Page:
“People know Darius as an athlete, but there was a lot more to him that I will miss. His smile would light up a room,” said Darius’s high school basketball coach Ken Grisdale to WKBN after hearing about his death.
Four years ago, the most iconic player to wear number four for the Poland Bulldog football team passed away and changed how people viewed mental illness and depression.
Darius grew up in Western Pennsylvania before moving to the Pittsburgh suburbs to live with his paternal grandparents.
“He did not know his paternal side of the family,” recalled Adella Patton-Dixon, Darius’s grandmother.
One of the reasons Darius moved out with his grandparents was to escape the hardships that his mother was facing.
“His mother was having a hard time handling Darius in New Castle,” said Patton-Dixon, “We had concerns that he had trouble with his mother.”
After moving in with his grandparents before entering sixth grade, his grandmother saw how much he valued learning.
“He was very smart, always asking questions, always open to learning.”
But even with his passion for answers, his grandmother saw something in Darius that others did not – his learning disabilities.
“It would take him a long time to get his homework done. We eventually had a male therapist talk with him because we wanted him to talk to someone.”
As a social worker herself, Adella understood the problems children had growing up in difficult family situations.
“You work with kids who go through mental care and eventually move back with their parents after they get help.”
Moving back with his parents is exactly what Darius did when he grew up, where it would be easier for his family to keep up with him.
Darius was able to move back with his parents in the Mahoning Valley and attend Poland Seminary High School, where he began to sprout as a legend to the football culture of the area.
Patton-Dixon recalled, “One thing was for sure, he didn’t have low self-esteem in sports.”
A NEW BEGINNING
When Darius moved back with his parents, his family was in the midst of turning their lives around. Per the Youngstown Vindicator, Darius’s father, Shawntel Patton, had many previous problems with the law that prevented him from keeping close ties with his children in their early childhoods.
In 1999, he plead guilty to forgery and was sentenced to six months to an alternative program.
In 2004, he was convicted for conspiracy to possess with intent of distributing cocaine.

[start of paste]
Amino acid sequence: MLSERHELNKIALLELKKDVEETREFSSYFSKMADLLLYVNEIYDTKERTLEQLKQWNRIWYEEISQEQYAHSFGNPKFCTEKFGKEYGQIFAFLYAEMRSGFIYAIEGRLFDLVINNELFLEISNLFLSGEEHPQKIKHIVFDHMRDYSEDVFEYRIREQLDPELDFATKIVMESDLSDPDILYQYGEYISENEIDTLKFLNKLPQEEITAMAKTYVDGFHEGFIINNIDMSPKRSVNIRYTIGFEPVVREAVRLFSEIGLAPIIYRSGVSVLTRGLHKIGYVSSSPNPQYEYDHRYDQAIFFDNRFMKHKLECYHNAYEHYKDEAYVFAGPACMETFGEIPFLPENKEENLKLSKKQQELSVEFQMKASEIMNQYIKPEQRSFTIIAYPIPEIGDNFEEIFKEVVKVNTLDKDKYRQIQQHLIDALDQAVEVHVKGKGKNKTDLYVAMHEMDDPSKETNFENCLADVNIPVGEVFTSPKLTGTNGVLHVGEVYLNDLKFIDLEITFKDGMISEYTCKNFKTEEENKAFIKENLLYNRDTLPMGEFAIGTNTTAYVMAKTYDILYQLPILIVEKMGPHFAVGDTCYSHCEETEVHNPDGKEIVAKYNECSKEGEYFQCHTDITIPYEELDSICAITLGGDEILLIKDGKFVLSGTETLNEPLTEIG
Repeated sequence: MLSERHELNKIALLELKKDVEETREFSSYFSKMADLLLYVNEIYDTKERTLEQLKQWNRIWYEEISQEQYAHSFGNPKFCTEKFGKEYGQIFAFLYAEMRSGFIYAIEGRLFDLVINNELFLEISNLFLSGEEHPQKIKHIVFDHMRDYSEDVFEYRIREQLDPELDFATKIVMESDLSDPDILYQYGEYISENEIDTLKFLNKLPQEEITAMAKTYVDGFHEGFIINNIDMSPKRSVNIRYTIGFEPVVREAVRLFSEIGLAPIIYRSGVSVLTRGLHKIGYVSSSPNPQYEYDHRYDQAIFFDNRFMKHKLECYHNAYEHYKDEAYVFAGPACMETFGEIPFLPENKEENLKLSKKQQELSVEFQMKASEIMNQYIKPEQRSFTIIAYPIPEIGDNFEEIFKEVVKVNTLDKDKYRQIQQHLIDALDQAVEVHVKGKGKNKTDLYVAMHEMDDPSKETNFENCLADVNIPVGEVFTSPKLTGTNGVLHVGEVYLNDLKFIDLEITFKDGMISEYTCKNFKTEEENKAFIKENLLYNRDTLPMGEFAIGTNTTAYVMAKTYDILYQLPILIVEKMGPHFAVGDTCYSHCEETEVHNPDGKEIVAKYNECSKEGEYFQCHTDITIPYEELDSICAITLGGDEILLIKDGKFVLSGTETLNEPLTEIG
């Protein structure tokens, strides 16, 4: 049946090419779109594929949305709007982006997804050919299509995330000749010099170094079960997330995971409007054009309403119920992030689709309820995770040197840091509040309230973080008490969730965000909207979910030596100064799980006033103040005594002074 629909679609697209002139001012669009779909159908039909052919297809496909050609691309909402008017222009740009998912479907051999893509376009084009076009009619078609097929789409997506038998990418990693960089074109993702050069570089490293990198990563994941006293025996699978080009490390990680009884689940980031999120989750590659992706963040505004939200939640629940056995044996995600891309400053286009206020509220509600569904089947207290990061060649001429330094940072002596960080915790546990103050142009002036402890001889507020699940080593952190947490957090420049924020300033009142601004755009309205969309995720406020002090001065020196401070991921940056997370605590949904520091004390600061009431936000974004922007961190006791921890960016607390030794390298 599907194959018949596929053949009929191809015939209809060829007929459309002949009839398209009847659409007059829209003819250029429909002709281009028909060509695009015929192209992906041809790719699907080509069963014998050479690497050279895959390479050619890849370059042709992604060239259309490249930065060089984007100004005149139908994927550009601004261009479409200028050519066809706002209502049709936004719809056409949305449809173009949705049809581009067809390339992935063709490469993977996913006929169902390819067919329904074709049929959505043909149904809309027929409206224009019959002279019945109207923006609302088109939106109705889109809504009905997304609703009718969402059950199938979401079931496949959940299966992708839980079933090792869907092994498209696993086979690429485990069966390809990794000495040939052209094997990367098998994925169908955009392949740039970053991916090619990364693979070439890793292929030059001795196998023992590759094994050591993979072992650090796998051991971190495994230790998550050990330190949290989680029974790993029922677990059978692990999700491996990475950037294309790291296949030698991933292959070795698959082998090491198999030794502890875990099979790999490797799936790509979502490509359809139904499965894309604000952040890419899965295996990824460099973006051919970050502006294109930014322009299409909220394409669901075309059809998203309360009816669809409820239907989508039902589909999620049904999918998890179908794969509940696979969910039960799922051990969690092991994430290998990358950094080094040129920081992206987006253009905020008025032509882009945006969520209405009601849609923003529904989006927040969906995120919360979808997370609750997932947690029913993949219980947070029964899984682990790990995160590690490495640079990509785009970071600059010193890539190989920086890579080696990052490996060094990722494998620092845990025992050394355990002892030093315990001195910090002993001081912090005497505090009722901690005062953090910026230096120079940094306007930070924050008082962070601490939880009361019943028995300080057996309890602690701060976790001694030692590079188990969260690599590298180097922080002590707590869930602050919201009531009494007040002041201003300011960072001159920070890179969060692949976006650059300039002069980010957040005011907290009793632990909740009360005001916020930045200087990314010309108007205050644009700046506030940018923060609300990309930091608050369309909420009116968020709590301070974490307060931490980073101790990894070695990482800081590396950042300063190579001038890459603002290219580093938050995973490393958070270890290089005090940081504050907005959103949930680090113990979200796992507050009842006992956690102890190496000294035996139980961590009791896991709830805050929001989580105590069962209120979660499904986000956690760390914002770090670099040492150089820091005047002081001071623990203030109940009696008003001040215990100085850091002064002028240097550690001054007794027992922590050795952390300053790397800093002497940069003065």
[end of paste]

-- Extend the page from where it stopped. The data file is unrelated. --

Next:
Once Darius was back in his life, however, Shawntel began to show signs that he could lead his son down a good path.
“I had a relationship with his father,” said Mark Brungard, pastor of Church of the Rock and former Poland Head Football Coach.
“I was a little skeptical of his father. But after things got sketchy for him with the law, he started to attend our church and change himself for Darius.”
When Darius joined the football team under Brungard at Poland, Brungard immediately saw a resemblance between him and his father.
“He looked exactly like his dad. He was quiet. He was an extremely hard worker and very athletically gifted.”
Brungard knew the Patton family all too well. As a college quarterback at Youngstown State, he played alongside Darius’s father Shawntel who was a running back.
Brungard led the Penguins to two national championship victories in 1993 and again in 1994 with Shawntel – when Darius was just one years old.
“For Darius, there were kids who took to him right away and others who didn’t like him because he took their spot on the roster,” said Brungard.
Darius was a standout athlete all throughout the school year, where he played football, basketball, and ran track.
“For him as an African-American, I could not imagine coming from an inner-city school in Pittsburgh to a 95% white school in the middle of suburbia,” said Gabrielle Moore-Massey, track and field relays coach at Poland.
“He adjusted fairly well coming from his other school and having a tutor and such,” said Kevin Snyder, the principal at Poland.
In the classroom, Darius was able to hold his own because of his striving to learn.
“He was actually very respectful and a hard worker,” said Poland’s psychology and law teach Ronald Rowe, “The only negative was that he refused to ask for help on assignments.”